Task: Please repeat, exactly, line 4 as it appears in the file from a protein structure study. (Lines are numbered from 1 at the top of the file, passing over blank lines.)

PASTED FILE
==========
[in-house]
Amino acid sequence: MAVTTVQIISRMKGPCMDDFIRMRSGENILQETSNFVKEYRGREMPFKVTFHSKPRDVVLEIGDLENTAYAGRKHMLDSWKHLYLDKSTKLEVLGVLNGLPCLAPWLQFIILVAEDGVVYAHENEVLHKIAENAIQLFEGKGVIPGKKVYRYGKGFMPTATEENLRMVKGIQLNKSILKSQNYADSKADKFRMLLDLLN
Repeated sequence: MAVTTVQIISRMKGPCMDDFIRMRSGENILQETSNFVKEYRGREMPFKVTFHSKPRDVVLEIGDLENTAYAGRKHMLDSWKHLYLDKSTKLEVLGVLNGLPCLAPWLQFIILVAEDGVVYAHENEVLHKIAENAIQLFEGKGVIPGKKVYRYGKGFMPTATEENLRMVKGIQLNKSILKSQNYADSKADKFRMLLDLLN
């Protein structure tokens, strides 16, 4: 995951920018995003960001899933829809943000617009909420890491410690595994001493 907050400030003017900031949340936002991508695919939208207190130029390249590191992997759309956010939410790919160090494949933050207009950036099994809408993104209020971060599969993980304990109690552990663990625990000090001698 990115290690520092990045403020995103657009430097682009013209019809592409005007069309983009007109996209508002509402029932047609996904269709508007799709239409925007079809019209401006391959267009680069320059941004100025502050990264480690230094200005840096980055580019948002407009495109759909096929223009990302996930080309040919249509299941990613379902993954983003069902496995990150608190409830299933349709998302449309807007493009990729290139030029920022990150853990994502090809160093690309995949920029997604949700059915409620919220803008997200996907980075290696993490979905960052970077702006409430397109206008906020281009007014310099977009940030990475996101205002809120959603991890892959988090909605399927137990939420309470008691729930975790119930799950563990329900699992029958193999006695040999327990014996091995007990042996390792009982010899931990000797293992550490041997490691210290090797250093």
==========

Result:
């Protein structure tokens, strides 16, 4: 995951920018995003960001899933829809943000617009909420890491410690595994001493 907050400030003017900031949340936002991508695919939208207190130029390249590191992997759309956010939410790919160090494949933050207009950036099994809408993104209020971060599969993980304990109690552990663990625990000090001698 990115290690520092990045403020995103657009430097682009013209019809592409005007069309983009007109996209508002509402029932047609996904269709508007799709239409925007079809019209401006391959267009680069320059941004100025502050990264480690230094200005840096980055580019948002407009495109759909096929223009990302996930080309040919249509299941990613379902993954983003069902496995990150608190409830299933349709998302449309807007493009990729290139030029920022990150853990994502090809160093690309995949920029997604949700059915409620919220803008997200996907980075290696993490979905960052970077702006409430397109206008906020281009007014310099977009940030990475996101205002809120959603991890892959988090909605399927137990939420309470008691729930975790119930799950563990329900699992029958193999006695040999327990014996091995007990042996390792009982010899931990000797293992550490041997490691210290090797250093």